Updated August 12, 2022
Challenges for Women in India is no new, its a perpetual reality and there are substantial reasons behind. Indian society in theory, seem to accord the status of a goddess. However, the problems being faced by the women against the time and space just show the opposite of this concept.
Women in India have faced persistent challenges, hindering their growth in the political and economical sphere. The condition of women in India has always been a matter of grave concern. The Durga Maa (a woman) on the one hand is being worshipped as a goddess, while on the other hand common women are abused endlessly and consider them inferior.
Women in India were never given equal status and opportunities as compared to their male counterparts. The patriarchal nature of the Indian society has greatly hampered both independence as well as the safety of the women.
How Do Challenges for Women Feel Like
In the Early days, there were severe issues like the Sati system, no widow remarriage, devadasi system and may more. Although most of them are not prevailing in these days, there are new issues that women face. Women continue to face the violence from womb to tomb.
While in the womb they face the ever-impending threat of feticide and after birth, they are subject to various forms of violence and harassment at different points of their lives. They are being molested, assaulted and violated at the hands of different actors, ranging from their husbands to the members of the general public and to their employers.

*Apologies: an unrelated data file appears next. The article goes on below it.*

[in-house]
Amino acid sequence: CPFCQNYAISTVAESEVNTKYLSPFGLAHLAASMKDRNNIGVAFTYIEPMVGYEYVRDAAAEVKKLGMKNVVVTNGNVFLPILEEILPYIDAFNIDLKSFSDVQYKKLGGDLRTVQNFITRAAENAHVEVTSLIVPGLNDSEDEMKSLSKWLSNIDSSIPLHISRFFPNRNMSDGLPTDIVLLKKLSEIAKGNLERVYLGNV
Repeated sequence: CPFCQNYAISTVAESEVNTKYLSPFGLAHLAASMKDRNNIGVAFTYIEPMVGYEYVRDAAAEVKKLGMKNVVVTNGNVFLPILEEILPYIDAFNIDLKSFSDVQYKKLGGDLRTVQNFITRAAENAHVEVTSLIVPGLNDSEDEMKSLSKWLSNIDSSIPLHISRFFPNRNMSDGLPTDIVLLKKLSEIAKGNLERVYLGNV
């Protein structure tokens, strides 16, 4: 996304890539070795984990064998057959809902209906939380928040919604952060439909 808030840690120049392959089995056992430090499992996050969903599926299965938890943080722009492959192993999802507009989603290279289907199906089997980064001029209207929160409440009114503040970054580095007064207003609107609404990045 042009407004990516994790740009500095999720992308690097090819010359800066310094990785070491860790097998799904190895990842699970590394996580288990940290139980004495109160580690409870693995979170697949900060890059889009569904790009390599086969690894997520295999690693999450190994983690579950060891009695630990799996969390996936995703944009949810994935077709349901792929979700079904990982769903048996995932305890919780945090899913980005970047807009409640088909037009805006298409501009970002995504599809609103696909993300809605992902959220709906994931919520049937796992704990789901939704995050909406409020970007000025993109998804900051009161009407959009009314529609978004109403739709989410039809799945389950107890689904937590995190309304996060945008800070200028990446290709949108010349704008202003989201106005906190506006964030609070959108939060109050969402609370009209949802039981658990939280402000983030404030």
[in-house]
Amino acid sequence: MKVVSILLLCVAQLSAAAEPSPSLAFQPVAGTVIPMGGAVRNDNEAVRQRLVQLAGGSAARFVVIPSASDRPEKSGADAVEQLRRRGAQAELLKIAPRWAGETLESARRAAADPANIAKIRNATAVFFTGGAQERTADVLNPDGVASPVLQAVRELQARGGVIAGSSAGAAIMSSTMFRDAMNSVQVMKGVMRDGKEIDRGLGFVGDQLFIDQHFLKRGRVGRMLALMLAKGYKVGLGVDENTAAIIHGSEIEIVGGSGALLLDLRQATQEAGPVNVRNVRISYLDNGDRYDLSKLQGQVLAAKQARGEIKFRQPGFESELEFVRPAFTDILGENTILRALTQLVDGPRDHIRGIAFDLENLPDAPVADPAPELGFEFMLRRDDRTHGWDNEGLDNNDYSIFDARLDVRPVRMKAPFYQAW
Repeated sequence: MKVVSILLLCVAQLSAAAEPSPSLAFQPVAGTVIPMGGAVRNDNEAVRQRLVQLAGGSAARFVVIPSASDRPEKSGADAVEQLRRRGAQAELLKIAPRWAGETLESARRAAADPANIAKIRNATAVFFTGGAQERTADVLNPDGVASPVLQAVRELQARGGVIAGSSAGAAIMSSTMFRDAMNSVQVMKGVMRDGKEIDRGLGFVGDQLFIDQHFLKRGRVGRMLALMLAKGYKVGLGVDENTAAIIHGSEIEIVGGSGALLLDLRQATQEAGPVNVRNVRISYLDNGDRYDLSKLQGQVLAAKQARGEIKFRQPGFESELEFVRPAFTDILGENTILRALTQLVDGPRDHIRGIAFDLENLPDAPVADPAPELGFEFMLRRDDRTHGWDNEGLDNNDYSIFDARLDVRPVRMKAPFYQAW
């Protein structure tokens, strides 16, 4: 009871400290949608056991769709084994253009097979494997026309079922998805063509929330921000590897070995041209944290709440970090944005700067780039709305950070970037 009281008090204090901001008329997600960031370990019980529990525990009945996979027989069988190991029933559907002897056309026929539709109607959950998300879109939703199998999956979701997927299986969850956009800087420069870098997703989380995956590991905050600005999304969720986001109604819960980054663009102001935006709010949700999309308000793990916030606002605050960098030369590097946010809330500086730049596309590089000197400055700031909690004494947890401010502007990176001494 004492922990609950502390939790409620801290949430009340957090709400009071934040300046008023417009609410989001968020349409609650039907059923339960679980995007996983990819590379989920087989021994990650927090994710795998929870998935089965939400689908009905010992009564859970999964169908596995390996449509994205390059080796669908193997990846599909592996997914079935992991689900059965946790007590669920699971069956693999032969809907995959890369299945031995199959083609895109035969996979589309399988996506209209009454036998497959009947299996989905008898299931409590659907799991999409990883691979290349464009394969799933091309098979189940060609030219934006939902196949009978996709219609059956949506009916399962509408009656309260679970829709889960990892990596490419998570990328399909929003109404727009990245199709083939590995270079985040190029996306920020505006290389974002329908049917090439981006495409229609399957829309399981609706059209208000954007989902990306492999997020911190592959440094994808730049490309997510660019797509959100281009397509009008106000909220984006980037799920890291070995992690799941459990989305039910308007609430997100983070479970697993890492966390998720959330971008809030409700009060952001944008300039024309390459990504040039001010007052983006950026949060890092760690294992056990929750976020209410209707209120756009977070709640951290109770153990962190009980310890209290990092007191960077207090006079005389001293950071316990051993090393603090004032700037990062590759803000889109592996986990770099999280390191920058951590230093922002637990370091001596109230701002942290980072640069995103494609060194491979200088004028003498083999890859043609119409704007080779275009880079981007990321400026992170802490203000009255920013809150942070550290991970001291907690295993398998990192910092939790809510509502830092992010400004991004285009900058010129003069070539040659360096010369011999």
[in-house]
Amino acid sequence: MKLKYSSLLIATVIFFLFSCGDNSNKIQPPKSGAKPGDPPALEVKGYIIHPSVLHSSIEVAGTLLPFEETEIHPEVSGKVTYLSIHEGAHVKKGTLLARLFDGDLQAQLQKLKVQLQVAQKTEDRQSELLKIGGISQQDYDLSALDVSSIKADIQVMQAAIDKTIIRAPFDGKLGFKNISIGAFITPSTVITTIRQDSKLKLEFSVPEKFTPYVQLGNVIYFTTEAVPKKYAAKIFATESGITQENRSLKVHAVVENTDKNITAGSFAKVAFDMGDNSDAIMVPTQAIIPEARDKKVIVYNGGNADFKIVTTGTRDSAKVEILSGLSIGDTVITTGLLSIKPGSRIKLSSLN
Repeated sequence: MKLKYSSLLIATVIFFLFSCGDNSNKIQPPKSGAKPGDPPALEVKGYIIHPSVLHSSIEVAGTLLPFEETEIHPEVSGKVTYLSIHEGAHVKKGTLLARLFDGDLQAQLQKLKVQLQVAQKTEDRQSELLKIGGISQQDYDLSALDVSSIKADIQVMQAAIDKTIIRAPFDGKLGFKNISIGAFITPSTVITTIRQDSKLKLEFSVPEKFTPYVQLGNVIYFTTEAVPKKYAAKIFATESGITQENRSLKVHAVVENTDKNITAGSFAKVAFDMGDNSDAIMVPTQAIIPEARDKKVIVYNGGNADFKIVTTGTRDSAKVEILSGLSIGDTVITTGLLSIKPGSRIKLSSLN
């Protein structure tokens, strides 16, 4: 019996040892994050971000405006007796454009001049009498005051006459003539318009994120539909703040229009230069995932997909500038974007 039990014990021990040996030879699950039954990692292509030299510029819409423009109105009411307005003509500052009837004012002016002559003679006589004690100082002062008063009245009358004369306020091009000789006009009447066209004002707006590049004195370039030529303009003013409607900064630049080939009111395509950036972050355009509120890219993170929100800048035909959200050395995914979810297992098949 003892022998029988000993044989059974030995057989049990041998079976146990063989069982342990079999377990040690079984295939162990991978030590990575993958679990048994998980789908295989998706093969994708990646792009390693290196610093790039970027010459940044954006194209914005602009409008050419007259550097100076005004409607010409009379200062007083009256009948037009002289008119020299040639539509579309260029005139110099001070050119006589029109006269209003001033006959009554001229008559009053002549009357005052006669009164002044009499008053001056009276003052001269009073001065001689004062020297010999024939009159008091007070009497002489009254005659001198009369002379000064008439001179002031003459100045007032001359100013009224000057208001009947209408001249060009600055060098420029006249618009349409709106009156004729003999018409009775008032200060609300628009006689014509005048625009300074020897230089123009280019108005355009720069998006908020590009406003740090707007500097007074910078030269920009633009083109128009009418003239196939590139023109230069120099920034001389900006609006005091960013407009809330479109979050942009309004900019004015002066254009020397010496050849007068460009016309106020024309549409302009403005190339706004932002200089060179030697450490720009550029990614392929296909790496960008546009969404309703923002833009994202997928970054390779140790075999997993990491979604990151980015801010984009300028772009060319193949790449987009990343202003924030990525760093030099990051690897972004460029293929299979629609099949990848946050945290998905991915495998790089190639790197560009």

In modern India, women have held high offices including that of the President, Prime Minister, Speaker of the Lok Sabha and Leader of the Opposition. However, women continue to face atrocities such as rape, acid throwing, and the forced prostitution of young girls.
For instance, the fatal Nirbhaya gangrape on the street of Delhi showed the fragile status of women in India. It affects all kinds of women regardless of the time and space they are in. Women in India face many socio-cultural, economical and political challenges. These challenges can be classified as:
Challenges for Women in India against Time
(i) Patriarchal System- Entrenched patriarchy has led the conception of inferior status for women. Women are mainly employed in household works. They are not provided job security and opportunities to grow and expand their status.
(ii) Violence Against Women- Women in India has faced persistent violence against time, hindering their growth in the political and economical sphere. Violence against women has affected all their life sphere. Women are victims of violence both at home as well as at work.
Gender Inequality- Women are paid less than men. The gender wage gap between women and men is estimated to be 23 per cent. This means that women earn 77 per cent of what men earn. These figures understate the real extent of gender pay gaps, particularly in developing countries where informal self-employment is prevalent.
(iii) Problems of Female Education- Literacy and education is low in India especially in the rural areas because women are discouraged for higher studies like professional and technical education.
(iv) Dowry System- It is huge problem in the society Women are ill-treated, man-handled, disrespected, tortured and suffer other cruelties (Violence, murder and suicide) because of the lack of dowry at the time of marriage.